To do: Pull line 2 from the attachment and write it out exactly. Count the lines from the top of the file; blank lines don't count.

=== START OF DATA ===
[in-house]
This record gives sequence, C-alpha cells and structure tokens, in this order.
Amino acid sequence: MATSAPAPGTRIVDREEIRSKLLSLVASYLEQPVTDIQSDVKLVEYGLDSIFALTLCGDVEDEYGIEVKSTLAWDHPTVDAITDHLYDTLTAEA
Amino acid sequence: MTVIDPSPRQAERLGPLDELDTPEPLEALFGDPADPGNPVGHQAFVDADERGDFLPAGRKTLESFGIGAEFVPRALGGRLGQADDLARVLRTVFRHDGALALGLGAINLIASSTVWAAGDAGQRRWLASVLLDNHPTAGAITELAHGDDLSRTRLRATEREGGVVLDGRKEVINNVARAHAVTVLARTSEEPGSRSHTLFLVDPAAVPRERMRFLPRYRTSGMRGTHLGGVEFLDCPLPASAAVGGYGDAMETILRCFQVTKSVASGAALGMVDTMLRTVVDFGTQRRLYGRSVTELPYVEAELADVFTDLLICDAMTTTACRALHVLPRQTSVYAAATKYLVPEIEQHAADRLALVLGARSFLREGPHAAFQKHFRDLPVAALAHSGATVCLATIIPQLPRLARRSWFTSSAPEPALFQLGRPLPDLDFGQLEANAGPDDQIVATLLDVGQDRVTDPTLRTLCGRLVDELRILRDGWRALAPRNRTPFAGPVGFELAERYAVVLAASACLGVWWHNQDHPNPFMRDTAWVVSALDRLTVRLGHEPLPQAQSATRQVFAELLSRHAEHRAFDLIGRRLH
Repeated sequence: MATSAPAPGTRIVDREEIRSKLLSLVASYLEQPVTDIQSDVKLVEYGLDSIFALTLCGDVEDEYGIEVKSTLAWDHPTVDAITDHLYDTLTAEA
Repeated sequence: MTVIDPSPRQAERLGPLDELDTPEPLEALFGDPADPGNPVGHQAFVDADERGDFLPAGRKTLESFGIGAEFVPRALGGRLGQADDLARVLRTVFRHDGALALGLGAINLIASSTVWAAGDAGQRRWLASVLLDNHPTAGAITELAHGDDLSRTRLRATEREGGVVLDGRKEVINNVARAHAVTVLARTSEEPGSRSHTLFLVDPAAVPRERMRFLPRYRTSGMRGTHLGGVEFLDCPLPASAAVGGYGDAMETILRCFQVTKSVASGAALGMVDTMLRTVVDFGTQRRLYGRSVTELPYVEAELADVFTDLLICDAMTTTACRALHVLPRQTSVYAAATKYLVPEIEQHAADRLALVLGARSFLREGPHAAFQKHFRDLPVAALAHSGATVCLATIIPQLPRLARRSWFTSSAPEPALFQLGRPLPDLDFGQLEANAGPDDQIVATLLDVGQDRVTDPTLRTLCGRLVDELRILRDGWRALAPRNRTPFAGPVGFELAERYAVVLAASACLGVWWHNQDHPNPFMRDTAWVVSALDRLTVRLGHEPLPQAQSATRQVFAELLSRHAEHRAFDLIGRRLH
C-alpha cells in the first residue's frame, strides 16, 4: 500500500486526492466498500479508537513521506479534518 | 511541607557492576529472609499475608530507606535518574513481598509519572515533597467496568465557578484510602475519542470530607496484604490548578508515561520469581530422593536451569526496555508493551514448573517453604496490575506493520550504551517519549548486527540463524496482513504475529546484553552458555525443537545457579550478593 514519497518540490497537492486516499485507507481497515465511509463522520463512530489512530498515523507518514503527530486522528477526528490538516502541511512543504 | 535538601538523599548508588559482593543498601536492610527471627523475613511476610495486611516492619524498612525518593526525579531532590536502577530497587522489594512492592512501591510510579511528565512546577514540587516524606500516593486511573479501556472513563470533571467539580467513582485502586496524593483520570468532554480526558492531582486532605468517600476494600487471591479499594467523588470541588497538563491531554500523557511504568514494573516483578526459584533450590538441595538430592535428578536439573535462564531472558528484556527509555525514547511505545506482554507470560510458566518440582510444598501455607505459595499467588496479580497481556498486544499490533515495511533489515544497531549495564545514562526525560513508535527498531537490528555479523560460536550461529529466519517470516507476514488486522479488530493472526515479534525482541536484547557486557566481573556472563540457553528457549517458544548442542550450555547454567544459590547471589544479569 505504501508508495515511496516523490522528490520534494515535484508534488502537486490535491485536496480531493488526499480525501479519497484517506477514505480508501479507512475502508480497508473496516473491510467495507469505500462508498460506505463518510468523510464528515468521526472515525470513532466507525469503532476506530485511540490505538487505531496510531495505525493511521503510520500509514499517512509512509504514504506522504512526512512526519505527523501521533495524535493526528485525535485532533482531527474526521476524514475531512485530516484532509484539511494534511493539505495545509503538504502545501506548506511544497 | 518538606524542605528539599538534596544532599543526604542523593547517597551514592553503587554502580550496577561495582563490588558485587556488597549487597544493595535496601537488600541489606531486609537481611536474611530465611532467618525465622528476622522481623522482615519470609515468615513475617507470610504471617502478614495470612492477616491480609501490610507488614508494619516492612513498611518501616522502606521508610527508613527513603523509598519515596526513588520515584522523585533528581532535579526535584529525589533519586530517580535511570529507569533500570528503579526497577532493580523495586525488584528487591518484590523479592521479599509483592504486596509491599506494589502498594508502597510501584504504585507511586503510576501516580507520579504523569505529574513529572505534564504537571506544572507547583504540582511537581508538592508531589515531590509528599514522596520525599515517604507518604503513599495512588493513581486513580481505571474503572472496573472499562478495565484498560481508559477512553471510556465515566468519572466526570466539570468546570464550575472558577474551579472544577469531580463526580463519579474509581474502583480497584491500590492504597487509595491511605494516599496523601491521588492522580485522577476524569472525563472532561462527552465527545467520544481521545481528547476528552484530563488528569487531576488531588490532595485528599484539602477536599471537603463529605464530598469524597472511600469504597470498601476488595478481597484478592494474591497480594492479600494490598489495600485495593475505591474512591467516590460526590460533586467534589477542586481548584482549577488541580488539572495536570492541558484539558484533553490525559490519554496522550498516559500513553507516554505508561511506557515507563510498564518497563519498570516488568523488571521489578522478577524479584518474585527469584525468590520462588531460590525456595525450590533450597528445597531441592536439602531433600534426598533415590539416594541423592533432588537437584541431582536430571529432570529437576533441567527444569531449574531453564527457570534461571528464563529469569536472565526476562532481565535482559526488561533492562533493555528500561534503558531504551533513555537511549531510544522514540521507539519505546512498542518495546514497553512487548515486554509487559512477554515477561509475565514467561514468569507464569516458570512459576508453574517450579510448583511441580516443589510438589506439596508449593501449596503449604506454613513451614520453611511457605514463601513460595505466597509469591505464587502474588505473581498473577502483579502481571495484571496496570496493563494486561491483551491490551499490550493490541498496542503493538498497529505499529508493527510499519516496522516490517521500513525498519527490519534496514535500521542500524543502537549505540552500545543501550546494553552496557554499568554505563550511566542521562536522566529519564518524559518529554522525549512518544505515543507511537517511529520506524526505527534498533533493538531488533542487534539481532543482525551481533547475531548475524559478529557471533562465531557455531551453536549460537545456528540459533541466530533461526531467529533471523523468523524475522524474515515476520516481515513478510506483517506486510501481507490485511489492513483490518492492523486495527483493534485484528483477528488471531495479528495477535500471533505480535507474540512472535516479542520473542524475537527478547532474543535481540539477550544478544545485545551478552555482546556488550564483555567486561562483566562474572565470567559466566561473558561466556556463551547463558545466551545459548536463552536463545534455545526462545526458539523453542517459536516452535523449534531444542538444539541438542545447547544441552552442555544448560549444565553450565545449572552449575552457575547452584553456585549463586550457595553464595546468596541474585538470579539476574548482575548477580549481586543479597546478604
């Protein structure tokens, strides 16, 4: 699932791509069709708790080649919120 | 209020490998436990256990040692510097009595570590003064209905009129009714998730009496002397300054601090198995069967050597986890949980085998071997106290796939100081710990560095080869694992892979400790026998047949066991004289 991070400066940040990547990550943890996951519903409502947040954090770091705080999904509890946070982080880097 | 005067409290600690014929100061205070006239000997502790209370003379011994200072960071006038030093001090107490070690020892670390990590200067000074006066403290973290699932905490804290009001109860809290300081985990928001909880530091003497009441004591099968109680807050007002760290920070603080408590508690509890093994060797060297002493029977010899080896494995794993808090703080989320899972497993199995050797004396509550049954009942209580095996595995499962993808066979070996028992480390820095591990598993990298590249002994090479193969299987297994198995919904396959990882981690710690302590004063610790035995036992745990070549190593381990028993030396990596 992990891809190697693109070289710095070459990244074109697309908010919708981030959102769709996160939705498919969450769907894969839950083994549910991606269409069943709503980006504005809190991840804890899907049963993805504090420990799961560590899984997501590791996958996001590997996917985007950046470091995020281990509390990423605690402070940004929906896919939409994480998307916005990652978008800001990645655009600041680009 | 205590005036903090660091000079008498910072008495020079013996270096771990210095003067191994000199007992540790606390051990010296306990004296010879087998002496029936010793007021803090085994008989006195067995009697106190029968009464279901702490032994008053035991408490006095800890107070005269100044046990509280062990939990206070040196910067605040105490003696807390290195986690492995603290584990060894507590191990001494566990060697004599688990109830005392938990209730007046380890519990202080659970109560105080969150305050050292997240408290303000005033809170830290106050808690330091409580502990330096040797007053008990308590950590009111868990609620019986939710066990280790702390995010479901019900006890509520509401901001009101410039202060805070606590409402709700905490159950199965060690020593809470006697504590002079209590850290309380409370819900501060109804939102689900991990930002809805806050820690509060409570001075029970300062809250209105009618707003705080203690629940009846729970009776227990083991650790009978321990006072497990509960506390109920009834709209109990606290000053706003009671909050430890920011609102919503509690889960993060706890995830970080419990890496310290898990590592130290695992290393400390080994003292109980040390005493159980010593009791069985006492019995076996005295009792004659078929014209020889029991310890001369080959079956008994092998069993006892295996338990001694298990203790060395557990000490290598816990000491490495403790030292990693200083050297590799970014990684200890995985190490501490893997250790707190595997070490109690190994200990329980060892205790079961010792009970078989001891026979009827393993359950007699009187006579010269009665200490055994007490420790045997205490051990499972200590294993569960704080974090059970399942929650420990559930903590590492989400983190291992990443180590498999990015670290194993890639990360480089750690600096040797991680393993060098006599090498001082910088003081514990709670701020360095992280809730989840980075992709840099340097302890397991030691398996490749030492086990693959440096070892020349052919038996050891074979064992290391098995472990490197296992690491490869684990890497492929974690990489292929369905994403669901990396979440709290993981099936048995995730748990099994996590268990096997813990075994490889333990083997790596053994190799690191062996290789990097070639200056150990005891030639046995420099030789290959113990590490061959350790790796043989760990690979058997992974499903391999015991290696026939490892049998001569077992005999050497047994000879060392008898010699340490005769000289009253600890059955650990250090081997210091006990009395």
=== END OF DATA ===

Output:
This record gives sequence, C-alpha cells and structure tokens, in this order.